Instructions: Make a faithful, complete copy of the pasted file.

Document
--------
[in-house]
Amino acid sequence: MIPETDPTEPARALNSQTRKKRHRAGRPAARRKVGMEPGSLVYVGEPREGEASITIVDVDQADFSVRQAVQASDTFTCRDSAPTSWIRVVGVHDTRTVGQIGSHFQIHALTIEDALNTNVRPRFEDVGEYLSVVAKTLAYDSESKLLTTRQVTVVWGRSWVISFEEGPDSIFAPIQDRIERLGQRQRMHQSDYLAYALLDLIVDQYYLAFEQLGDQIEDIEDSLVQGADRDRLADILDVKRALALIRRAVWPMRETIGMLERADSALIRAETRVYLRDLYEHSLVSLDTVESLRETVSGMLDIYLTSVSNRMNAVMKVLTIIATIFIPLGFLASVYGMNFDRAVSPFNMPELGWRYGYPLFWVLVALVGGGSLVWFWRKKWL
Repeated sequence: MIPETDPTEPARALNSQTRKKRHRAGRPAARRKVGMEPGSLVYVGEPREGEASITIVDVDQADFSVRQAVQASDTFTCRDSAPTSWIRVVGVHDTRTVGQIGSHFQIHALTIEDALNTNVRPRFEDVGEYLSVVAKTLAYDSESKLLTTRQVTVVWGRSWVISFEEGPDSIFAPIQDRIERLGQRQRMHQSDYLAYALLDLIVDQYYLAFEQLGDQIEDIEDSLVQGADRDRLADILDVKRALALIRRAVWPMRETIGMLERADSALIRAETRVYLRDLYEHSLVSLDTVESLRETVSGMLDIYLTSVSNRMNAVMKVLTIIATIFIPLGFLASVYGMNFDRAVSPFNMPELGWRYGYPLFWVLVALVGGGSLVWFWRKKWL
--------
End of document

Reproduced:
[in-house]
Amino acid sequence: MIPETDPTEPARALNSQTRKKRHRAGRPAARRKVGMEPGSLVYVGEPREGEASITIVDVDQADFSVRQAVQASDTFTCRDSAPTSWIRVVGVHDTRTVGQIGSHFQIHALTIEDALNTNVRPRFEDVGEYLSVVAKTLAYDSESKLLTTRQVTVVWGRSWVISFEEGPDSIFAPIQDRIERLGQRQRMHQSDYLAYALLDLIVDQYYLAFEQLGDQIEDIEDSLVQGADRDRLADILDVKRALALIRRAVWPMRETIGMLERADSALIRAETRVYLRDLYEHSLVSLDTVESLRETVSGMLDIYLTSVSNRMNAVMKVLTIIATIFIPLGFLASVYGMNFDRAVSPFNMPELGWRYGYPLFWVLVALVGGGSLVWFWRKKWL
Repeated sequence: MIPETDPTEPARALNSQTRKKRHRAGRPAARRKVGMEPGSLVYVGEPREGEASITIVDVDQADFSVRQAVQASDTFTCRDSAPTSWIRVVGVHDTRTVGQIGSHFQIHALTIEDALNTNVRPRFEDVGEYLSVVAKTLAYDSESKLLTTRQVTVVWGRSWVISFEEGPDSIFAPIQDRIERLGQRQRMHQSDYLAYALLDLIVDQYYLAFEQLGDQIEDIEDSLVQGADRDRLADILDVKRALALIRRAVWPMRETIGMLERADSALIRAETRVYLRDLYEHSLVSLDTVESLRETVSGMLDIYLTSVSNRMNAVMKVLTIIATIFIPLGFLASVYGMNFDRAVSPFNMPELGWRYGYPLFWVLVALVGGGSLVWFWRKKWL